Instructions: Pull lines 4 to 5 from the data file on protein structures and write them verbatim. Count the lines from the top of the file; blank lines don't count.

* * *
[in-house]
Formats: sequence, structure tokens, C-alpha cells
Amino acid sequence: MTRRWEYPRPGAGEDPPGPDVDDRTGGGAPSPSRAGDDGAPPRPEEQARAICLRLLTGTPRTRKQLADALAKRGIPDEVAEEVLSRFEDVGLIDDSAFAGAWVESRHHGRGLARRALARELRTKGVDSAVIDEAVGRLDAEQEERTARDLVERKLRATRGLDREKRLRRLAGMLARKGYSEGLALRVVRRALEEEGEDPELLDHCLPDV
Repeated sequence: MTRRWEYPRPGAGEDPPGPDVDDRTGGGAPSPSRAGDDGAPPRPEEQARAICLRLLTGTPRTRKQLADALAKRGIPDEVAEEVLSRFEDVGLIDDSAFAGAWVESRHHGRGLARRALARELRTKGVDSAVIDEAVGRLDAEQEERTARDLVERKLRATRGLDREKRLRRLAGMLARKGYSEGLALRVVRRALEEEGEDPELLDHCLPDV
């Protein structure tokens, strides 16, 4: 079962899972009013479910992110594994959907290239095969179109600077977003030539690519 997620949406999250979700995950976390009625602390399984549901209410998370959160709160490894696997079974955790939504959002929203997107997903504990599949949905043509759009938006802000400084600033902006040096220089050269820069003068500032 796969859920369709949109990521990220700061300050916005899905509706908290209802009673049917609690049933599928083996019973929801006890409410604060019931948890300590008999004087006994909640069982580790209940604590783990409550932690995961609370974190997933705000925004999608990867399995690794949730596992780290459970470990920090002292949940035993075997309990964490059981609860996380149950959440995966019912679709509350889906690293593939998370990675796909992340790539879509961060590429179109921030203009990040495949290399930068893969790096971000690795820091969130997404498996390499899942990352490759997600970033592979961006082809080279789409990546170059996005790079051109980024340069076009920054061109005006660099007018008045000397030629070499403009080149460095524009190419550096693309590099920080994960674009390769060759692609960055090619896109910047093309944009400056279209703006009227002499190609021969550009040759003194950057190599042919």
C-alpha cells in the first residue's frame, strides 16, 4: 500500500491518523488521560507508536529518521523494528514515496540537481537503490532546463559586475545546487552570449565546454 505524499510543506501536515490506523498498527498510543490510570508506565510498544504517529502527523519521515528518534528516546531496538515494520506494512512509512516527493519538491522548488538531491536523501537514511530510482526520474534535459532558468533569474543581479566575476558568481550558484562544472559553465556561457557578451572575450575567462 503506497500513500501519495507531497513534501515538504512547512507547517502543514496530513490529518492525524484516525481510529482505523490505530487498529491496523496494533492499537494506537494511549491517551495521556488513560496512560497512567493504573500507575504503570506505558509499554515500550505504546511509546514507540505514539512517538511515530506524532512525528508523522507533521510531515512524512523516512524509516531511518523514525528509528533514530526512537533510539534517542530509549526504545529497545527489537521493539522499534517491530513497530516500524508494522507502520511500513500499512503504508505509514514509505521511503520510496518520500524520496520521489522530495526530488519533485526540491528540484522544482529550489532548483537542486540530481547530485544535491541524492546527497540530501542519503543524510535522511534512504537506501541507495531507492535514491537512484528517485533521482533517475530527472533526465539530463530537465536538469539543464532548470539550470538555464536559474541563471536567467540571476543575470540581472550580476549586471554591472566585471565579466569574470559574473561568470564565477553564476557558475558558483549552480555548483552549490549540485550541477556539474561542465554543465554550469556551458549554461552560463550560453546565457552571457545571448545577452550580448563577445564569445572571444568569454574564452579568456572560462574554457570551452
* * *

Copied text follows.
Repeated sequence: MTRRWEYPRPGAGEDPPGPDVDDRTGGGAPSPSRAGDDGAPPRPEEQARAICLRLLTGTPRTRKQLADALAKRGIPDEVAEEVLSRFEDVGLIDDSAFAGAWVESRHHGRGLARRALARELRTKGVDSAVIDEAVGRLDAEQEERTARDLVERKLRATRGLDREKRLRRLAGMLARKGYSEGLALRVVRRALEEEGEDPELLDHCLPDV
């Protein structure tokens, strides 16, 4: 079962899972009013479910992110594994959907290239095969179109600077977003030539690519 997620949406999250979700995950976390009625602390399984549901209410998370959160709160490894696997079974955790939504959002929203997107997903504990599949949905043509759009938006802000400084600033902006040096220089050269820069003068500032 796969859920369709949109990521990220700061300050916005899905509706908290209802009673049917609690049933599928083996019973929801006890409410604060019931948890300590008999004087006994909640069982580790209940604590783990409550932690995961609370974190997933705000925004999608990867399995690794949730596992780290459970470990920090002292949940035993075997309990964490059981609860996380149950959440995966019912679709509350889906690293593939998370990675796909992340790539879509961060590429179109921030203009990040495949290399930068893969790096971000690795820091969130997404498996390499899942990352490759997600970033592979961006082809080279789409990546170059996005790079051109980024340069076009920054061109005006660099007018008045000397030629070499403009080149460095524009190419550096693309590099920080994960674009390769060759692609960055090619896109910047093309944009400056279209703006009227002499190609021969550009040759003194950057190599042919």